Brian Clough’s playing career began its end on Boxing Day 1962. Chasing a through ball from Len Ashurst, he collided with Bury goalkeeper Chris Harker and his head thumped into the frozen Roker Park pitch. But the true legacy was left in Clough’s knee: his cruciate and medial ligaments were torn and his days as a free-scoring forward were over.
Footage still exists. It’s grainy and off-speed, but the violence is still vivid and the unnatural angle at which Clough tumbles is telling enough. It’s his knee, it’s serious and it’s most probably the end.
It wasn’t an unusual incident, because collisions between goalkeepers and forwards had already cast a dark shadow. In 1931, Celtic’s John Thomson was killed when Sam English’s knee depressed his skull and, 22 years later, Derek Dooley would have his leg amputated following complications resulting from his collision with Preston’s George Thompson. Clough’s case is particularly compelling, though. Of course – obviously – because of what he would rise to achieve as a manager, but it’s also the source of debate: what would Clough the manager have been had his playing career not been quite so short?
In hindsight, his personal struggle during that period has been de-emphasised by a remarkably successful life. He would win league titles with Derby County and Nottingham Forest, he would famously add a pair of European Cups in 1979 and 1980 and, as his myths entwined with his medals, his place in football’s pantheon would become unimpeachable. In that context, anything which happened decades before seems incidental.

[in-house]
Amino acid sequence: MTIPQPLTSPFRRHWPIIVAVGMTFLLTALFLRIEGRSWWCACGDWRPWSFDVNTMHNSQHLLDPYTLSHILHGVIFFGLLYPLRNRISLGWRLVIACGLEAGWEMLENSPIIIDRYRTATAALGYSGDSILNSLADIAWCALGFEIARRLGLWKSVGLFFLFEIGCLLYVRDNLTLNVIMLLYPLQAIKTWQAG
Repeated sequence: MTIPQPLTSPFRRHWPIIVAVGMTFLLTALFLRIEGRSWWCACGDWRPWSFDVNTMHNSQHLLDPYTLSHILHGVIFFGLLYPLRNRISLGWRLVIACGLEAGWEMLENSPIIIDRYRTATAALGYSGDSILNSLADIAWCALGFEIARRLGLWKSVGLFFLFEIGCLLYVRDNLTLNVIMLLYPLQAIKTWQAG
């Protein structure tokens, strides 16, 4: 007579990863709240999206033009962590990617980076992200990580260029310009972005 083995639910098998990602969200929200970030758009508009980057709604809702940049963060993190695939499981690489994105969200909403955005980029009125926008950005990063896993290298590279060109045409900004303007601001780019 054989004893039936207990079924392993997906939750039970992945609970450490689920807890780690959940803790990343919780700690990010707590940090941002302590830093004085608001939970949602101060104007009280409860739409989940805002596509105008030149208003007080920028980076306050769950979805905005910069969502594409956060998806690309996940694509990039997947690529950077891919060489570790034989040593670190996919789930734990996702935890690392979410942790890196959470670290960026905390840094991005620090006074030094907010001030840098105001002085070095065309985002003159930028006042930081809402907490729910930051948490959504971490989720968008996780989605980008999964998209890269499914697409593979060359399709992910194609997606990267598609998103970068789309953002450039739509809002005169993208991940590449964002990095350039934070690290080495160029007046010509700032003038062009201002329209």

But it wasn’t and it’s important to stress that – to place Clough’s injury and its implications within its proper context. He was 27, he’d scored 24 goals in 24 Second Division games that season, and there he suddenly was, his face covered in blood and his knee mangled beyond repair. His life must have seemed altered forever. Football’s maximum wage had only been abolished the year before and vast insurance policies were a long way in the future. Clough, with no formal qualifications or financial security, was suddenly very vulnerable.
It’s an interesting juncture of his life to study. In popular culture, Clough is a figure of total conviction. To imagine him with fragilities feels bizarre. Perhaps that was the beginning of some kind of lifelong compensation, during which layers of self-confidence were constructed on top of a deep wound. That would be an amateur psychiatrist’s diagnosis, certainly.
But it doesn’t necessarily follow. At least, there isn’t that much to suggest that the person was dramatically and permanently altered. Clough was forthright before and after. He was mouthy and cocksure even in his twenties, by all accounts an absolute pain at Middlesbrough and Sunderland. It was behaviour indicative of who he was, rather than what he had experienced.
He would spend the next three months in plaster. Once it was removed, he would spend 18 more toiling for an unattainable fitness, running the steps of the stand at Roker Park and the sands of Seaburn beach. He would play again, appearing three times for Sunderland in the opening months of the 1964/65 season, but his darting pace was gone for good and by that Christmas his retirement was a formality.
Brian Clough is the latest Portrait of an Icon. The manager who led a provincial club to the very top of the game. https://t.co/bbvADpFazw